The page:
Last evening, Edward B. Foley, who teaches constitutional law at Ohio State, published an op-ed headlined, Cruz disrupting the electoral college count won’t change anything. It can still hurt democracy. As often happens, Professor Foley is ill served by his headline writer. A much more accurate title would be Five Reasons Why Ted Cruz’s Brainfart about an Election Commission is a Stupid Idea. Should you be curious to learn about those five reasons, you would do well to click the link and read the article.
But the article does not argue, nor does it imply, that Cruz’s crusade against the last election will, in and of itself, “hurt democracy.” Rather, the good professor’s claim is that the exercise we are about to witness “provides one more alarming sign of the perilous state of our democracy”—which is a horse of a rather different color.
I do not disagree about the aforesaid “perilous state.” But let me say this about that.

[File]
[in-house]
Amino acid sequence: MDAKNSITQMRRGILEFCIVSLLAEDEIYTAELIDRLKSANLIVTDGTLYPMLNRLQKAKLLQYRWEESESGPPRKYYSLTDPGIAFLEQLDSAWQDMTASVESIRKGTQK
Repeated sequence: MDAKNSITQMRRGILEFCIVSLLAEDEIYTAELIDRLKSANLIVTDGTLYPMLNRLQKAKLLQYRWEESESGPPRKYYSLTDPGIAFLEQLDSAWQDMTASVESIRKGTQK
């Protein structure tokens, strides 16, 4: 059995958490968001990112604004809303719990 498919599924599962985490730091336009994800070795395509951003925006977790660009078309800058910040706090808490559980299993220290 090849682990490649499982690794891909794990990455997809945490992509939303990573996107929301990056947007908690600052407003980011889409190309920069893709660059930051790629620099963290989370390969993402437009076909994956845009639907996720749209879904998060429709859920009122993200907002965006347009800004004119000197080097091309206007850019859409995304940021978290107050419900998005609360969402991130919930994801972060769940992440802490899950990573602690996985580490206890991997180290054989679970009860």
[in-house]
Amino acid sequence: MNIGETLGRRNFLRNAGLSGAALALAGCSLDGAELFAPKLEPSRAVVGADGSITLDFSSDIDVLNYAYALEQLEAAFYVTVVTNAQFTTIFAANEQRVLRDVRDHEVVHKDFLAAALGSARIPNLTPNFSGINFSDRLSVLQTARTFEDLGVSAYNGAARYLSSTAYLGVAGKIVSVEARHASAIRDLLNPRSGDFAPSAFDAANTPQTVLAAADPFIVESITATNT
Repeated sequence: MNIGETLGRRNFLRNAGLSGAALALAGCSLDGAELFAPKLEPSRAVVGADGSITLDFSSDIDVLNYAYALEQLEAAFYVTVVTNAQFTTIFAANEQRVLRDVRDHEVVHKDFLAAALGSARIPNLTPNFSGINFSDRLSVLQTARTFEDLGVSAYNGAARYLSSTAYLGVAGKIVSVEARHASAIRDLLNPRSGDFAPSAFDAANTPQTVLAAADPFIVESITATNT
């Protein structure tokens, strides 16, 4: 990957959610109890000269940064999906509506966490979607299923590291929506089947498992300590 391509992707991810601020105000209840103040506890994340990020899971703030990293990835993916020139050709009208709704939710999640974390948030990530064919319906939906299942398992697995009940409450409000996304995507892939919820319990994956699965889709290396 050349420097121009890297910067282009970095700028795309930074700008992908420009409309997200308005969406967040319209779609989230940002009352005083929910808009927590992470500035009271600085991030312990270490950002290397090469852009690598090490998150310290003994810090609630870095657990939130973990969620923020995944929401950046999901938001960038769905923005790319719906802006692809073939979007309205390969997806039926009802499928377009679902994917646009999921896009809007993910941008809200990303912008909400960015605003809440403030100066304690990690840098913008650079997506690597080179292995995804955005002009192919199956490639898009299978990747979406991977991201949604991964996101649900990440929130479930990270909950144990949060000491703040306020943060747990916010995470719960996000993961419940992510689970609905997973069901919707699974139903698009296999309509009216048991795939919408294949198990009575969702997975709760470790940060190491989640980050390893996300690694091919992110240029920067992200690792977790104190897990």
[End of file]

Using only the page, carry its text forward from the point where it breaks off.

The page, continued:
First of all, people of all political stripes care less than they should about deciding issues democratically. A good case in point is the Supreme Court, where our side would be perfectly happy with nine non-elected folks with lifetime appointments making a bunch of progressive decisions that would not garner majority support. In practice, we don’t object to an autocratic Supreme Court, we object to an autocratic Supreme Court comprised of people whose beliefs differ from ours.
That point aside, democracy is indeed in a “perilous state,” but that’s mainly because of the willful gullibility of a large majority of our population. Cruz doesn’t “harm democracy” by making a spectacle of himself. If anything, he thereby tends to protect democracy, by demonstrating just how perilous our situation is.
It’s good—on a variety of grounds—for the Republican congress folk to be forced to take an up or down vote on autocracy.
I will be surprised, albeit pleasantly, if the pro-dictatorship folks in the Senate number, in the end, only twelve or thirteen.